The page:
The United States Department of Agriculture (USDA) released its final report on the total 2010 corn crop and supply and well as its updated estimates of corn use. The total 2010 corn production was 12.45 billion bushels, the third largest crop in U.S. history.
There were some unanticipated changes in the report as well. First, the corn yield was lower – 152.8 bushels per acre but overall, this is still the 4th highest. The reduction in yield was offset by the addition of 100,000 harvested acres. Second, the USDA increased its demand forecast to 4.9 billion bushels for the marketing year that runs from September 1, 2010 through August 31, 2011. This should equal ethanol production of nearly 13.5 billion gallons. When taking into account the contribution of distillers grains and other feed co-products of ethanol production, USDA lowered its livestock feed usage by 100 million bushels.
Ending stocks of corn were reported at 745 million bushels, down from last month’s report.
The Renewable Fuels Association (RFA) took time to analyze the report and determine how it may impact the ethanol industry. They stated, “While not as large as originally thought, the 2010 corn crop is quite robust considering the challenges much of the Corn Belt endured. With the 4th highest yields and 3rd largest crop on record, American farmers once again demonstrated their ability to produce a safe and abundant corn supply.”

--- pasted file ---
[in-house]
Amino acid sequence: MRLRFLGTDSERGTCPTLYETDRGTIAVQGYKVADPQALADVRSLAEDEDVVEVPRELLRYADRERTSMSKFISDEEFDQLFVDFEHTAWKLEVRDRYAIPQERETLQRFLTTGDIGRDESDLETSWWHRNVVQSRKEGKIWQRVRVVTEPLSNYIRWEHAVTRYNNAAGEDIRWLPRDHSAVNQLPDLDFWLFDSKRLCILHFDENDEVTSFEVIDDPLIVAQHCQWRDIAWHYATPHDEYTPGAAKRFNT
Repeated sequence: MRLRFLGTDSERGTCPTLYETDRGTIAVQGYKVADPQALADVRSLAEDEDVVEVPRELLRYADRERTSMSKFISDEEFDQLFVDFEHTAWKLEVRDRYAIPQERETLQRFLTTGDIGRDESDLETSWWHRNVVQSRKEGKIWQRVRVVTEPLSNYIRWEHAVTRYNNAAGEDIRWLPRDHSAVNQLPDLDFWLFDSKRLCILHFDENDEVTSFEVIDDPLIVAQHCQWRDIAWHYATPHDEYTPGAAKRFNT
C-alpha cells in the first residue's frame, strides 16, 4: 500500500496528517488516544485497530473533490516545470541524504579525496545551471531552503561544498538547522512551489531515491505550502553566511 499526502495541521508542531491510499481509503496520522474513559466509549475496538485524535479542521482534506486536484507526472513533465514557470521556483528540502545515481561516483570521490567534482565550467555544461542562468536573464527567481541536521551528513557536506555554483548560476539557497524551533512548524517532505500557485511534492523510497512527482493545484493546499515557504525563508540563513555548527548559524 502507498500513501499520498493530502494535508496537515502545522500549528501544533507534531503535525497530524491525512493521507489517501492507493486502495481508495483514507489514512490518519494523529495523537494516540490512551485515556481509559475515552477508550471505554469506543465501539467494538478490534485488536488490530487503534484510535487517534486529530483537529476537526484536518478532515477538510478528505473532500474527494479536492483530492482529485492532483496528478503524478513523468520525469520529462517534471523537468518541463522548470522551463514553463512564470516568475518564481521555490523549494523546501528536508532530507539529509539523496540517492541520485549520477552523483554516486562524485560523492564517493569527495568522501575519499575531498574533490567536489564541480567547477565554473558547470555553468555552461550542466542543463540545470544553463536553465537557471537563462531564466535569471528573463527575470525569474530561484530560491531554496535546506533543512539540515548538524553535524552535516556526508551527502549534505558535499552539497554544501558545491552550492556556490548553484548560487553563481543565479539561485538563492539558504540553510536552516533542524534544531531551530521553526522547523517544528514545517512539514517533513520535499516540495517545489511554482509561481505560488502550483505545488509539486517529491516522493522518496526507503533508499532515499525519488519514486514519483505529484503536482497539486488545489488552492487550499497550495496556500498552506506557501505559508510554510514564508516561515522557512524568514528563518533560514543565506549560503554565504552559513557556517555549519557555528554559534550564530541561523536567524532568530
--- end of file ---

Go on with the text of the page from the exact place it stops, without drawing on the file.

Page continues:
RFA also noted that USDA kept their ethanol production estimates for the 2010/2011 marketing year in line with industry expectations. The organization also thinks it highly unlikely that the USDA will reverse their numbers in the future, especially in a higher direction due to the constraints of the E10 blend wall and the anticipated slow adoption of E15 ethanol blends.
Although domestic corn supplies are lower than the record supply achieved last year, global supplies of food grains like rice and wheat, grains most often used for human consumption, remain strong. RFA believes this report will “undoubtedly be like catnip for speculators that will predictably seek to drive commodity markets higher.” They based their theory on the fact that this very scene played out before in 2007/2008 when all commodities, led by oil, soared to unsustainable levels. RFA predicts “enthusiastic Malthusians and other doomsday prognosticators will use this report to blame biofuels for food insecurities that have existed for decades.”
RFA concluded, “The fact remains global supplies of grains remain sufficient to meet needs. Instead of casting blame, we should be investing in technologies that will help farmers in developing nations improve their productivity. We should also focus more intently on helping developing nations invest in renewable fuels and other technologies that mitigate climate change impacts and incentive more efficient and productive farming practices.”
CEO Tom Buis of Growth Energy added, “Today’s report, while smaller than expected, is still the third largest corn crop on record and proves once again the tremendous capability of American farmers to meet our growing demand for food, feed and renewable fuel – even during challenging growing conditions. There is plenty of potential to produce more, both here and worldwide. American farmers have shown time and time again their ability to meet the demands of the marketplace.”